The research library at the center, Crenshaw said, will have resources for those who wish to study Tubman's life and the Underground Railroad.
The facts and information for the exhibits mostly came from Larson's book. A working group also contributed to the decision-making process on what should be featured in the exhibits.
Paterra said the working group held monthly conference calls for the last decade.
"This has been a labor of love for many for a long time," she said.
Larson remembered that when the state first began talking about the park, there were several community meetings. One of the takeaways from those meetings was a desire to not only tell the story about Tubman's life as a slave, but to "portray the truth about slavery" in the upper South and in Maryland.
Most of the exhibits, Larson said, will focus on various points in Tubman's life as an enslaved child and a young woman.
"They didn't want us to sugarcoat it," Larson said. "They wanted the truth."
Crenshaw said she's humbled to have been a part of the project. Paterra, who's been involved with the development of the park over the last 2 1/2 years, thinks it will resonate with Marylanders.
"She came back to Maryland for love of family," Paterra said of Tubman. "She really does speak to us all for multiple reasons."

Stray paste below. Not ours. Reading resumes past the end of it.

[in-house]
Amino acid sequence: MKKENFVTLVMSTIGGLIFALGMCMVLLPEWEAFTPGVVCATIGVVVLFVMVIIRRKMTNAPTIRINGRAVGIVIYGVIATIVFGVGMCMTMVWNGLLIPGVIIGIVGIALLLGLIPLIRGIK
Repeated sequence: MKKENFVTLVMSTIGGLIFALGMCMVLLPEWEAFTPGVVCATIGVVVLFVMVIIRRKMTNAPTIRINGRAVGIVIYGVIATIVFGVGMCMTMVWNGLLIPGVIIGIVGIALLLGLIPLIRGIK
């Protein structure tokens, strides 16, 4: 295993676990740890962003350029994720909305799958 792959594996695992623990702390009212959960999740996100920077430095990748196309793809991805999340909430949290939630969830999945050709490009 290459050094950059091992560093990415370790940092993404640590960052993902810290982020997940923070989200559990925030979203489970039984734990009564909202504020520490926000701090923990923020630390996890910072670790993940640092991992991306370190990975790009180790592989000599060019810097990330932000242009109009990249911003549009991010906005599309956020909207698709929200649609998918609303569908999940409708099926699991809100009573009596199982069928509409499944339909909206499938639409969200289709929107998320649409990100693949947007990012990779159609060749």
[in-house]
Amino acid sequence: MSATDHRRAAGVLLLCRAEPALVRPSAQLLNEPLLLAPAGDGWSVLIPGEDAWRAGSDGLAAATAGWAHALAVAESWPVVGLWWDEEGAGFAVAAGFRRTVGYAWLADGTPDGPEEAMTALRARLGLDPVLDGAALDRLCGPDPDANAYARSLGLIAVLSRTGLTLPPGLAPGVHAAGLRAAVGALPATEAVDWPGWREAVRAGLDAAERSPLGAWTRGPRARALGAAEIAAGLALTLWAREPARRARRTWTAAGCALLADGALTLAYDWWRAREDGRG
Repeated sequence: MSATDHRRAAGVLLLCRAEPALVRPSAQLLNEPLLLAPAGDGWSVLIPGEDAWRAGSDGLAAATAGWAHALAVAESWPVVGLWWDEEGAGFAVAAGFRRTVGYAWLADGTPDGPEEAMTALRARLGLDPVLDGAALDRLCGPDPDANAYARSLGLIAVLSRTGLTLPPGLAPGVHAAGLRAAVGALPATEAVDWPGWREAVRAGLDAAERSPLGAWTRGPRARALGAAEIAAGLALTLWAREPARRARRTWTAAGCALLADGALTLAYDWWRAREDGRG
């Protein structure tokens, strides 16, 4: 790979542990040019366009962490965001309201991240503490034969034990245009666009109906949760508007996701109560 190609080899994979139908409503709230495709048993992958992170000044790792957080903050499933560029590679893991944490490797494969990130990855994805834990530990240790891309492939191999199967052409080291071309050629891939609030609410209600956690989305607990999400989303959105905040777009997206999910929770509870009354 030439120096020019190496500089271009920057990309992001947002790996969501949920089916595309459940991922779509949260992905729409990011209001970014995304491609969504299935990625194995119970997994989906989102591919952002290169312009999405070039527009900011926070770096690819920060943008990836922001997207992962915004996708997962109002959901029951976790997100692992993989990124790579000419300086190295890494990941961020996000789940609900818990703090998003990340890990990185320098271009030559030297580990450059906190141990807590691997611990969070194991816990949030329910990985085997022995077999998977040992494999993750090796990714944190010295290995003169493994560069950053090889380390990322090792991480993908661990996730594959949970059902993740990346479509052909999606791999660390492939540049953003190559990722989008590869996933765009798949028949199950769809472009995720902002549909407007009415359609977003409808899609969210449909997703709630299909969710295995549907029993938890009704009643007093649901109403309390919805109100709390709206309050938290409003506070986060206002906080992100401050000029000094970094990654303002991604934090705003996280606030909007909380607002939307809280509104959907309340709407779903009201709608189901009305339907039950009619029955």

For Ross, the long road to the opening of the state park is nothing short of remarkable. She said the community demanded that the state, through the park, tells Tubman's story.
Prior to joining state government, Ross worked in the hospitality industry. The experience with the park is unlike anything she's ever seen.
"I cannot name another initiative anywhere in the country where a state has come together to help make sure that what people have asked for comes to fruition," she said. "For me, it has been absolutely remarkable."
What's even more impressive, Ross says, is that the state park project survived through multiple administrations at the federal, state and local levels.
When the state park project broke ground in 2013, Maryland's governor was Martin O'Malley, a Democrat. The state's current governor, Republican Larry Hogan, will officially dedicate the park Friday.
"When people hear (Tubman's) name and they think about the Underground Railroad, they truly can put their differences aside and come together and unify because it is such a remarkable story," Ross said. "It feels amazing. I can't wait for the next chapter."